Is it possible that I misinterpreted my entire story? That I was just overly emotional and experiencing teenage angst and confusion, making up this whole God thing along the way? Did I change my entire life for some worthless and inconsequential adolescent experience?

I suppose it's possible.

But what if it's also possible that there is a divine resource, a God currently available to you and me, whom we are completely missing out on every day?

If you have never had a type of "religious experience," I can almost guarantee that someone you know has had something like it. In addition, it appears as though our Bibles are filled with stories of people encountering God and seeing their lives take new direction afterwards. For example, Abraham was married to a barren woman — near the end of his family line in a polytheistic community — when this One True God made Himself known. In fact, God's showing up in Abraham's life is the basis for three of the world's most important religious movements. Whether you're Jewish, Christian, or Muslim, all of us claim to be "children of Abraham," or descendants of a man who was changed because he was near to God and interacted with Him in some way, sensed His calling, and followed Him in what the Hebrews call "faith." It could be, and has been argued, that you really cannot expect to know much about most world civilizations without knowing something about this man, Abraham. He is responsible for most of human spirituality.

Did Abraham really interact with God ? Was it really life changing? If he didn't, millions — billions, really — need to reevaluate their entire understanding of human life.

And these experiences are not just of old-school, biblical proportions. One of my best friends lives with his family in Turkey, where 98 percent of the population is Muslim. The young people in his city, Istanbul, grow up in a culture that promotes Islam and puts Christianity at a distance, claiming most of it as untrue. My friend works with missionaries, and the last time my wife and I visited him we sat in a café as I asked him how anyone in this kind of culture can be converted to Christianity.

"Dreams," he said simply as he sipped his Turkish tea. He went on to tell me that many of the converts in his church have had personal, relatable, powerful experiences with the presence of God either in a dream or in some strange vision. "Jesus appears to them ... and they believe," he said shrugging. He acknowledged the bizarre nature of it all, but what are you going to say? These people have an experience with being near to this particular God — the God of Abraham, Isaac, and Jacob — and they change.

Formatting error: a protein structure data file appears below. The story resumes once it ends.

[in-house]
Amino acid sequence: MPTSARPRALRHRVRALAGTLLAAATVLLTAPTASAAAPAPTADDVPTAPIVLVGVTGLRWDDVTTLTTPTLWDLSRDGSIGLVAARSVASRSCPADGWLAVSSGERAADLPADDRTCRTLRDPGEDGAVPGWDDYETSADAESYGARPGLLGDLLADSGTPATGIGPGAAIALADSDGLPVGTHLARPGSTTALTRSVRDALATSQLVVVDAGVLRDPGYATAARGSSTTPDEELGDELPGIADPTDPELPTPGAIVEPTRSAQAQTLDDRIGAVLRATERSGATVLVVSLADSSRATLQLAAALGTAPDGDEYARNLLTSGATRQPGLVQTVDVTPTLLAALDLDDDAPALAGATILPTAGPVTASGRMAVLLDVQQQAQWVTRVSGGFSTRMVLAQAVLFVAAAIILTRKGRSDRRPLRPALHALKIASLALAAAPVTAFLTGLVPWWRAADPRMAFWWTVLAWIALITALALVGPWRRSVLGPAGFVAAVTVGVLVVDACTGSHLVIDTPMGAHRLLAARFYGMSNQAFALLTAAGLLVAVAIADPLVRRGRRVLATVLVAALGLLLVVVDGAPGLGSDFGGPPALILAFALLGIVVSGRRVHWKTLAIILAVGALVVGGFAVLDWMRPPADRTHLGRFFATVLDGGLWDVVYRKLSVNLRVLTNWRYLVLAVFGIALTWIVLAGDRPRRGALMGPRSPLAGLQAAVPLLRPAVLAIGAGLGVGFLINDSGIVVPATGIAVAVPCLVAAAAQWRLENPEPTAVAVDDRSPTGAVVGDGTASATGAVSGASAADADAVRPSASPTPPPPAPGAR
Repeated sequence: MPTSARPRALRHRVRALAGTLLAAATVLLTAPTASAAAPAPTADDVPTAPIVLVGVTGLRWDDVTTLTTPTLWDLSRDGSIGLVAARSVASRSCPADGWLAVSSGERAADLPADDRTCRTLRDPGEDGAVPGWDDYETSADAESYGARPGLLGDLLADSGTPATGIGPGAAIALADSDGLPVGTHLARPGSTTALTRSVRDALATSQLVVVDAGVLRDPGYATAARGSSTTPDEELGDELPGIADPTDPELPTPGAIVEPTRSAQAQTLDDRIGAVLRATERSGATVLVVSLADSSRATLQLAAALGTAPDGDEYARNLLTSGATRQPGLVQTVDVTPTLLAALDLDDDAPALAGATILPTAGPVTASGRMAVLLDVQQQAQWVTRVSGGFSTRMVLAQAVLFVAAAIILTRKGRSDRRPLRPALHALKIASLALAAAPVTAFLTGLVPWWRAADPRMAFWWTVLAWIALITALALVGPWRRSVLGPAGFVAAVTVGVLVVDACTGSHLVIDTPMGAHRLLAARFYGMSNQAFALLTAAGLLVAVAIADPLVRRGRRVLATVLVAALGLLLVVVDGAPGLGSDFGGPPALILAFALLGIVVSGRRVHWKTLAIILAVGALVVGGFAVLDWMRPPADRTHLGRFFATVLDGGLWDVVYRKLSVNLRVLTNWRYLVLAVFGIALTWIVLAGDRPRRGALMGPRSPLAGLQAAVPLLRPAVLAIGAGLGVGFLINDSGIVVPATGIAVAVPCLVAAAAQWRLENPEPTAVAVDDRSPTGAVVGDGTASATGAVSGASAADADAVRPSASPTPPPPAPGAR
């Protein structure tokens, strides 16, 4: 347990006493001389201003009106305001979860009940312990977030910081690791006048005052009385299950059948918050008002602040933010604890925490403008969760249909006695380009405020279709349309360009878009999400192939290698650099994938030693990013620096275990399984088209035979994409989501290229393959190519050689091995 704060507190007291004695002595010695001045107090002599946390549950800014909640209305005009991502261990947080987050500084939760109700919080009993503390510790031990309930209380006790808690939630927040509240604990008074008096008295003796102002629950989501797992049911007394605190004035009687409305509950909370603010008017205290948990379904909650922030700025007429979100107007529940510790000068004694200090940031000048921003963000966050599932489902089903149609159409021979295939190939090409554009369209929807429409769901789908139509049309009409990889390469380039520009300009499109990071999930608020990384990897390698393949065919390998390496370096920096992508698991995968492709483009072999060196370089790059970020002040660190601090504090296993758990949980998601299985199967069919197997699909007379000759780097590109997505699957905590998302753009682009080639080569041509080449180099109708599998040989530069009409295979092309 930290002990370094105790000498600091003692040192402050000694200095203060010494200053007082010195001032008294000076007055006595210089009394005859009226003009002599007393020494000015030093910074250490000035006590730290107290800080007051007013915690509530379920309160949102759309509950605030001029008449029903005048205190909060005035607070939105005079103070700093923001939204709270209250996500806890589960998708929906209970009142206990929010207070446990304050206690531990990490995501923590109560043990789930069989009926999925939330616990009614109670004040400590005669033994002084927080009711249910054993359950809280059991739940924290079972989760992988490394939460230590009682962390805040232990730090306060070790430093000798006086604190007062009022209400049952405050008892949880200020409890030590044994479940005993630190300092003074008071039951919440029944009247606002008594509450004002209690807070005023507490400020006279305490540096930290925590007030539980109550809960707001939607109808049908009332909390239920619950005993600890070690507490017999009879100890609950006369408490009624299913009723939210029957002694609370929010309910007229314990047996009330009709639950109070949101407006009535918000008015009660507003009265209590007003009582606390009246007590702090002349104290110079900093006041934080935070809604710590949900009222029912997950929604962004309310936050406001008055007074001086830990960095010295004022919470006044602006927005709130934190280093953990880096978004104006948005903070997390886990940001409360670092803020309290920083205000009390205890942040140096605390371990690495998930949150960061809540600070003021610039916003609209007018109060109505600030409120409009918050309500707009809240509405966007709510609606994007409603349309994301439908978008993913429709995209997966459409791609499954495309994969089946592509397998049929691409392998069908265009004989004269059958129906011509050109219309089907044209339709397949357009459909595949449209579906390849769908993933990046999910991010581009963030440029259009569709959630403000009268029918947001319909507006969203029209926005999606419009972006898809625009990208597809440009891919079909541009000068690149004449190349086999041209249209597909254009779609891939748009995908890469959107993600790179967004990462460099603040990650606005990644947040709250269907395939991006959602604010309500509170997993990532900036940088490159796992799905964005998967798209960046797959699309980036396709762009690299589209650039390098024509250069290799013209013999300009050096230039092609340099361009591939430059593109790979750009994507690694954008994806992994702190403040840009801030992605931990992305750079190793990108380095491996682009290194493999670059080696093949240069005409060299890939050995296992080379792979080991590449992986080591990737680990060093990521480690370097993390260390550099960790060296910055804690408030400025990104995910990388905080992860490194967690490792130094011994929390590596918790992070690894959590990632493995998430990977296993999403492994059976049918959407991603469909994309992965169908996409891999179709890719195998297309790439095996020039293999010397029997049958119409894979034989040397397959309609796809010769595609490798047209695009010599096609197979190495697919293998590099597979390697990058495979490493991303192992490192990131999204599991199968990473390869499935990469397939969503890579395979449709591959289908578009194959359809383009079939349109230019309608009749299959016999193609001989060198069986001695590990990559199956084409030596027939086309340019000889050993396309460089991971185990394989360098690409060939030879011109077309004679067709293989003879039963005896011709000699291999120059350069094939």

I remember after our trip my wife was reading a Christian magazine that ran a cover story on people in the Middle East having an abnormal number of dreams where Jesus visited them. The writer said it was happening all over.

"Hey," my wife said.

"Yeah?" I replied.

"It's just like Istanbul." She was pointing at the cover.

Later, when I was in China, I met a man who was an artist. He painted beautiful landscapes of the Asian coastline and began telling me about them. As he explained each of them, he told me that he "sees the presence of God" when he paints his canvasses. When he gave me his business card, there was a small cross on the bottom left corner and, written in small Chinese letters, a Bible verse.


All of these stories (and countless others, certainly) are of course circumstantial, which is OK, because I'm not working to prove to you or myself that God's presence is real or that it has a certain power. "Prove" is the wrong word for what I'm trying to do; I'm just trying to get us to think about all of this.

If God isn't real, what are the religious doing? What are they feeling? Yes, of course, we can hook our brains up to monitors and see how it is happening and where in the brain it is going on, and even what else happens at that physical place in the brain under different circumstances. But all of that doesn't answer why it happens. Why is this science triggered? What sets it off? Why feel it then and not some other time? Just because we know how and where and what happens in our biological makeup doesn't mean we've automatically understood why our brains are responding and, in some cases, our whole trajectory of life changes after such experiences. This is because most of our experience happens not in our brains, but our minds.